5 Things Every Woman Must Know about Endometriosis


Our bodies keep changing over the course of our entire lives. Luckily, we humans are also becoming more knowledgeable about those changes, and we’re better equipped to screen for and deal with many of the problems that arise. Women, for example, can make use of a 2d ultrasound at an ob-gyn in Daytona Beach when dealing with uterine trouble, and they should also arm themselves with more information about common conditions like endometriosis.

The Process

When the endometrium – tissue that normally lines the inside of your uterus – is on the outside, this disorder is called endometriosis. It's a common condition that can usually shows up on the ovaries, fallopian tubes, or intestines, but it can occur in other parts of the body as well. A 2d ultrasound with an obstetrician in Daytona Beach can help you find the trouble in your body.

Potential Causes

Doctors are still trying to figure out how the endometrium cells move from one part of your body to another, but they have some theories. Some think they may be carried in blood vessels or during retrograde menstruation or transported during a surgery. Other doctors think that other cells in the body might simply transform into endometrial cells.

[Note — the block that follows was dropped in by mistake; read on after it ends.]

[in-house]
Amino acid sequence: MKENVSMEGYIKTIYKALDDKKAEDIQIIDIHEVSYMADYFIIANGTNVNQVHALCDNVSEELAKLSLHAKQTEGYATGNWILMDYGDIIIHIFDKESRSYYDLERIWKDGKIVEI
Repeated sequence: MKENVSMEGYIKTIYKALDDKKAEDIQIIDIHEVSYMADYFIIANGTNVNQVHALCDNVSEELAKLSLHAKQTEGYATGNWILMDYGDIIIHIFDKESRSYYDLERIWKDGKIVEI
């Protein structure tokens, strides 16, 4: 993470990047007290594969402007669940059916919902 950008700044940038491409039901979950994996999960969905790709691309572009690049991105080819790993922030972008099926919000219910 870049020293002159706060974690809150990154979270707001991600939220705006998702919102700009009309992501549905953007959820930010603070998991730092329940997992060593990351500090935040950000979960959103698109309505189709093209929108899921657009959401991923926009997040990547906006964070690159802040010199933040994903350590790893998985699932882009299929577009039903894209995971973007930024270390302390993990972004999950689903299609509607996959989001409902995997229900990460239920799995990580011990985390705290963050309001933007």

Risk Factors

You might be at risk if you have a family history of endometriosis or if you have other uterine abnormalities or conditions that inhibits the flow of menstrual blood out of your body. Women with short menstrual cycles are also at risk, as are women who regularly drink heavy amounts of alcohol.


You might want to get a 2d ultrasound at a prenatal care Daytona Beach facility if you start experiencing painful periods or a painful pelvis, especially when combined with bowel issues like constipation.


After completing your 2d ultrasound with an ob-gyn at Daytona Beach and undergoing a thorough exam, if your doctor says that you have endometriosis, there are a few potential treatments. Some women, unfortunately, need to undergo a hysterectomy due to the severity of the condition, but many others can manage with medications or hormonal therapy.

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